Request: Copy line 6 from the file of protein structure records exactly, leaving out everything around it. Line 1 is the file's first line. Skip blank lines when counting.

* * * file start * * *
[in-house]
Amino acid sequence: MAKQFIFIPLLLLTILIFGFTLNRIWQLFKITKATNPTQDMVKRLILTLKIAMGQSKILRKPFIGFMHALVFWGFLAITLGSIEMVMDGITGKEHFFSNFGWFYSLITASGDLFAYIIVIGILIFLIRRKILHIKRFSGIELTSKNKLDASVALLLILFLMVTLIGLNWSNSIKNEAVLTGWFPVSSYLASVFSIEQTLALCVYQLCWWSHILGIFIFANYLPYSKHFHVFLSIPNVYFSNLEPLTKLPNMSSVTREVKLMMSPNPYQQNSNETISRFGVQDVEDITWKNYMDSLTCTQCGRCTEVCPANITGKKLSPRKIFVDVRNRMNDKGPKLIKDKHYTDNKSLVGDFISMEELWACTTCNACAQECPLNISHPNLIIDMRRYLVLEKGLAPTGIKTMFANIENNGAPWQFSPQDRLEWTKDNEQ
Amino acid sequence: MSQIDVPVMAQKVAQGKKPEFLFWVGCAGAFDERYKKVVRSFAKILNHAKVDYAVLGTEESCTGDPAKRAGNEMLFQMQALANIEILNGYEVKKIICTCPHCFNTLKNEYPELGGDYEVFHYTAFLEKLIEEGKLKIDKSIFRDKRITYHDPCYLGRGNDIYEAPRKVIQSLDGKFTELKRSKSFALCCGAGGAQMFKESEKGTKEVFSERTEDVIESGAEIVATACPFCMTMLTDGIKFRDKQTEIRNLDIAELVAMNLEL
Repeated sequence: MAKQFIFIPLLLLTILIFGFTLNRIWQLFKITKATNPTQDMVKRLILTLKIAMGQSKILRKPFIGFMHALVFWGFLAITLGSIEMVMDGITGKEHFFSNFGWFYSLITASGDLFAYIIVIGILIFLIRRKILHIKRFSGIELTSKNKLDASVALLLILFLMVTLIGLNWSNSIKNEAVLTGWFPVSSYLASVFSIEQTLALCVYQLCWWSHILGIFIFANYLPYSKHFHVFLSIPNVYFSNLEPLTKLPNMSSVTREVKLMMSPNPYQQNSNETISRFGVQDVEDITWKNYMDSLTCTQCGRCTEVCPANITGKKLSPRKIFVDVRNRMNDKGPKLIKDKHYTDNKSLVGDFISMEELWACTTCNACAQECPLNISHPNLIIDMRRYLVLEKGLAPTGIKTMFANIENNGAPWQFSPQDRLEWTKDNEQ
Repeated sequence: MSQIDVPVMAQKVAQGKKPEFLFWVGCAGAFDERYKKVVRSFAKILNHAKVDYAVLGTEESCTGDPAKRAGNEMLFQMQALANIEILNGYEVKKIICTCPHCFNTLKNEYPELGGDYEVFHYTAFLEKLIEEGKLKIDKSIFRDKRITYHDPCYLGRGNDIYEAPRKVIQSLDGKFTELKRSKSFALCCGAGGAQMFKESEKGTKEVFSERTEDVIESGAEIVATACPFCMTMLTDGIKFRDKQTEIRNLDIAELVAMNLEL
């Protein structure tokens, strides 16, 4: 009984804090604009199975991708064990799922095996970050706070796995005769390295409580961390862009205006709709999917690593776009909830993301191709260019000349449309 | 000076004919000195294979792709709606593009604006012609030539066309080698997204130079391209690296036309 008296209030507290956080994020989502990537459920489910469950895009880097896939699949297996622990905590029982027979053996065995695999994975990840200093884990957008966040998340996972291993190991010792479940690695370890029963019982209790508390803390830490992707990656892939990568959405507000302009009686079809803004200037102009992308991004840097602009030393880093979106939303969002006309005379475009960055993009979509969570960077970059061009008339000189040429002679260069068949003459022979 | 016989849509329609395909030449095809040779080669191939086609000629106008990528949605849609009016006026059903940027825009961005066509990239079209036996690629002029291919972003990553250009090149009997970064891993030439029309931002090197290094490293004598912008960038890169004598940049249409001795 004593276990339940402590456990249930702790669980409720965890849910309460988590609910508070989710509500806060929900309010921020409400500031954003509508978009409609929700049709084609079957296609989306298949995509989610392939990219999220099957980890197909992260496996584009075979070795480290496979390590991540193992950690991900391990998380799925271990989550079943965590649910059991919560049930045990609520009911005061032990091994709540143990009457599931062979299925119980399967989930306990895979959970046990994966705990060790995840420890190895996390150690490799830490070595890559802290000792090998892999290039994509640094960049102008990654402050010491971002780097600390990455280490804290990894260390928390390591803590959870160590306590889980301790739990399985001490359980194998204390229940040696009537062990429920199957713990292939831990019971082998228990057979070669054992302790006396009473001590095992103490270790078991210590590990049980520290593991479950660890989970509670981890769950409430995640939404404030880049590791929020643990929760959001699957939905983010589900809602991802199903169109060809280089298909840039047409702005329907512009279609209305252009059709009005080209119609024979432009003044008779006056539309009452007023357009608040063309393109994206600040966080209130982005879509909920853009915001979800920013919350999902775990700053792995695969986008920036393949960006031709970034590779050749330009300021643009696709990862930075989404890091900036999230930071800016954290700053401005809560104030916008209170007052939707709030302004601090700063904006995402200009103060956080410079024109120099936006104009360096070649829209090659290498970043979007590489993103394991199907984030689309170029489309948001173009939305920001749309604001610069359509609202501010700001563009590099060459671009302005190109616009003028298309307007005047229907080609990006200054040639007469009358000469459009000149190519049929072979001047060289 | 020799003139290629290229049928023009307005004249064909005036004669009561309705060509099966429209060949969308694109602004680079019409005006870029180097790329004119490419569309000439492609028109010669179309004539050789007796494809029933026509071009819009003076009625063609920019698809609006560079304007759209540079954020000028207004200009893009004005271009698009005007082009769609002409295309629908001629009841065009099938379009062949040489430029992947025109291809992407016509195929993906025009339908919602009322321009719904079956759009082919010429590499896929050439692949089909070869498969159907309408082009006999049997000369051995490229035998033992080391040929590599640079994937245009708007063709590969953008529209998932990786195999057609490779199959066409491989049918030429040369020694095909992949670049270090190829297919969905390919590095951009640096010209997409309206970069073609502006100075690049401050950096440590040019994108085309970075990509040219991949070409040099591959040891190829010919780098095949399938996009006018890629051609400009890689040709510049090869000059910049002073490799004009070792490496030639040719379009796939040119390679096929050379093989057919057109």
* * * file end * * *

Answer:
């Protein structure tokens, strides 16, 4: 009984804090604009199975991708064990799922095996970050706070796995005769390295409580961390862009205006709709999917690593776009909830993301191709260019000349449309 | 000076004919000195294979792709709606593009604006012609030539066309080698997204130079391209690296036309 008296209030507290956080994020989502990537459920489910469950895009880097896939699949297996622990905590029982027979053996065995695999994975990840200093884990957008966040998340996972291993190991010792479940690695370890029963019982209790508390803390830490992707990656892939990568959405507000302009009686079809803004200037102009992308991004840097602009030393880093979106939303969002006309005379475009960055993009979509969570960077970059061009008339000189040429002679260069068949003459022979 | 016989849509329609395909030449095809040779080669191939086609000629106008990528949605849609009016006026059903940027825009961005066509990239079209036996690629002029291919972003990553250009090149009997970064891993030439029309931002090197290094490293004598912008960038890169004598940049249409001795 004593276990339940402590456990249930702790669980409720965890849910309460988590609910508070989710509500806060929900309010921020409400500031954003509508978009409609929700049709084609079957296609989306298949995509989610392939990219999220099957980890197909992260496996584009075979070795480290496979390590991540193992950690991900391990998380799925271990989550079943965590649910059991919560049930045990609520009911005061032990091994709540143990009457599931062979299925119980399967989930306990895979959970046990994966705990060790995840420890190895996390150690490799830490070595890559802290000792090998892999290039994509640094960049102008990654402050010491971002780097600390990455280490804290990894260390928390390591803590959870160590306590889980301790739990399985001490359980194998204390229940040696009537062990429920199957713990292939831990019971082998228990057979070669054992302790006396009473001590095992103490270790078991210590590990049980520290593991479950660890989970509670981890769950409430995640939404404030880049590791929020643990929760959001699957939905983010589900809602991802199903169109060809280089298909840039047409702005329907512009279609209305252009059709009005080209119609024979432009003044008779006056539309009452007023357009608040063309393109994206600040966080209130982005879509909920853009915001979800920013919350999902775990700053792995695969986008920036393949960006031709970034590779050749330009300021643009696709990862930075989404890091900036999230930071800016954290700053401005809560104030916008209170007052939707709030302004601090700063904006995402200009103060956080410079024109120099936006104009360096070649829209090659290498970043979007590489993103394991199907984030689309170029489309948001173009939305920001749309604001610069359509609202501010700001563009590099060459671009302005190109616009003028298309307007005047229907080609990006200054040639007469009358000469459009000149190519049929072979001047060289 | 020799003139290629290229049928023009307005004249064909005036004669009561309705060509099966429209060949969308694109602004680079019409005006870029180097790329004119490419569309000439492609028109010669179309004539050789007796494809029933026509071009819009003076009625063609920019698809609006560079304007759209540079954020000028207004200009893009004005271009698009005007082009769609002409295309629908001629009841065009099938379009062949040489430029992947025109291809992407016509195929993906025009339908919602009322321009719904079956759009082919010429590499896929050439692949089909070869498969159907309408082009006999049997000369051995490229035998033992080391040929590599640079994937245009708007063709590969953008529209998932990786195999057609490779199959066409491989049918030429040369020694095909992949670049270090190829297919969905390919590095951009640096010209997409309206970069073609502006100075690049401050950096440590040019994108085309970075990509040219991949070409040099591959040891190829010919780098095949399938996009006018890629051609400009890689040709510049090869000059910049002073490799004009070792490496030639040719379009796939040119390679096929050379093989057919057109």